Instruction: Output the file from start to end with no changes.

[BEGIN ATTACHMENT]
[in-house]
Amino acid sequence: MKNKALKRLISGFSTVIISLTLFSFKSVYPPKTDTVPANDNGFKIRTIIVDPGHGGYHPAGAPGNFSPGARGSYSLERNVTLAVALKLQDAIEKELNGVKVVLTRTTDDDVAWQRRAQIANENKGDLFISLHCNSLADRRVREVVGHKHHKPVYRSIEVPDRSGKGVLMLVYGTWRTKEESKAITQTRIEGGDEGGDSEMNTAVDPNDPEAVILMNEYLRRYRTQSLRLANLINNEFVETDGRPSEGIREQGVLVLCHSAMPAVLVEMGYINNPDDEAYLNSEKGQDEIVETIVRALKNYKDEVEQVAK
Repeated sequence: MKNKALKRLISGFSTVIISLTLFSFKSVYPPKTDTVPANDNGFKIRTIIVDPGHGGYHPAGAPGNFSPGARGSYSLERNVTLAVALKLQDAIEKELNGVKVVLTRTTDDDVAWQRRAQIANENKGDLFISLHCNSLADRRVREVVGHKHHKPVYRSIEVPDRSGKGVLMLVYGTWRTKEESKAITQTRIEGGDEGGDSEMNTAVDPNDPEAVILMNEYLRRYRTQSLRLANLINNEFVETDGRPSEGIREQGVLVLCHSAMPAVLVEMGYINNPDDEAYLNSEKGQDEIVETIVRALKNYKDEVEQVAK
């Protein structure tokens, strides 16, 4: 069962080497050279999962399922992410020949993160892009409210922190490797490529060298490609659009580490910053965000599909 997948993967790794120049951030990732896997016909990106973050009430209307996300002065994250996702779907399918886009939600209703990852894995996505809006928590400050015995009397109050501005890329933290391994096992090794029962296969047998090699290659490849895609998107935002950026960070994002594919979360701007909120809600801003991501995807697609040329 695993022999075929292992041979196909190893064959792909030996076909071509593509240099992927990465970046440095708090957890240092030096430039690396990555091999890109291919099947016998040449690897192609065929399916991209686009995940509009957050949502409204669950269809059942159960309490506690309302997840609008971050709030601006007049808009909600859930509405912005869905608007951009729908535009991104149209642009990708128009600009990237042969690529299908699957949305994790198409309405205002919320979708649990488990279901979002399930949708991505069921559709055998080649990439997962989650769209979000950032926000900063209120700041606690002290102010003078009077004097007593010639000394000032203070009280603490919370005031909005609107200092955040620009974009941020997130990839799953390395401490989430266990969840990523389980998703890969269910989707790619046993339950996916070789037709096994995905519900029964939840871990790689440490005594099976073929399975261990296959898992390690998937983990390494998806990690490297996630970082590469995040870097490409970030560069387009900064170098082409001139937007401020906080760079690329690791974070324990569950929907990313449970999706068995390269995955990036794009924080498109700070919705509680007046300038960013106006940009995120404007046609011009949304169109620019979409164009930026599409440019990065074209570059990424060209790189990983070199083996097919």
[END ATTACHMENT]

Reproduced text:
[in-house]
Amino acid sequence: MKNKALKRLISGFSTVIISLTLFSFKSVYPPKTDTVPANDNGFKIRTIIVDPGHGGYHPAGAPGNFSPGARGSYSLERNVTLAVALKLQDAIEKELNGVKVVLTRTTDDDVAWQRRAQIANENKGDLFISLHCNSLADRRVREVVGHKHHKPVYRSIEVPDRSGKGVLMLVYGTWRTKEESKAITQTRIEGGDEGGDSEMNTAVDPNDPEAVILMNEYLRRYRTQSLRLANLINNEFVETDGRPSEGIREQGVLVLCHSAMPAVLVEMGYINNPDDEAYLNSEKGQDEIVETIVRALKNYKDEVEQVAK
Repeated sequence: MKNKALKRLISGFSTVIISLTLFSFKSVYPPKTDTVPANDNGFKIRTIIVDPGHGGYHPAGAPGNFSPGARGSYSLERNVTLAVALKLQDAIEKELNGVKVVLTRTTDDDVAWQRRAQIANENKGDLFISLHCNSLADRRVREVVGHKHHKPVYRSIEVPDRSGKGVLMLVYGTWRTKEESKAITQTRIEGGDEGGDSEMNTAVDPNDPEAVILMNEYLRRYRTQSLRLANLINNEFVETDGRPSEGIREQGVLVLCHSAMPAVLVEMGYINNPDDEAYLNSEKGQDEIVETIVRALKNYKDEVEQVAK
């Protein structure tokens, strides 16, 4: 069962080497050279999962399922992410020949993160892009409210922190490797490529060298490609659009580490910053965000599909 997948993967790794120049951030990732896997016909990106973050009430209307996300002065994250996702779907399918886009939600209703990852894995996505809006928590400050015995009397109050501005890329933290391994096992090794029962296969047998090699290659490849895609998107935002950026960070994002594919979360701007909120809600801003991501995807697609040329 695993022999075929292992041979196909190893064959792909030996076909071509593509240099992927990465970046440095708090957890240092030096430039690396990555091999890109291919099947016998040449690897192609065929399916991209686009995940509009957050949502409204669950269809059942159960309490506690309302997840609008971050709030601006007049808009909600859930509405912005869905608007951009729908535009991104149209642009990708128009600009990237042969690529299908699957949305994790198409309405205002919320979708649990488990279901979002399930949708991505069921559709055998080649990439997962989650769209979000950032926000900063209120700041606690002290102010003078009077004097007593010639000394000032203070009280603490919370005031909005609107200092955040620009974009941020997130990839799953390395401490989430266990969840990523389980998703890969269910989707790619046993339950996916070789037709096994995905519900029964939840871990790689440490005594099976073929399975261990296959898992390690998937983990390494998806990690490297996630970082590469995040870097490409970030560069387009900064170098082409001139937007401020906080760079690329690791974070324990569950929907990313449970999706068995390269995955990036794009924080498109700070919705509680007046300038960013106006940009995120404007046609011009949304169109620019979409164009930026599409440019990065074209570059990424060209790189990983070199083996097919």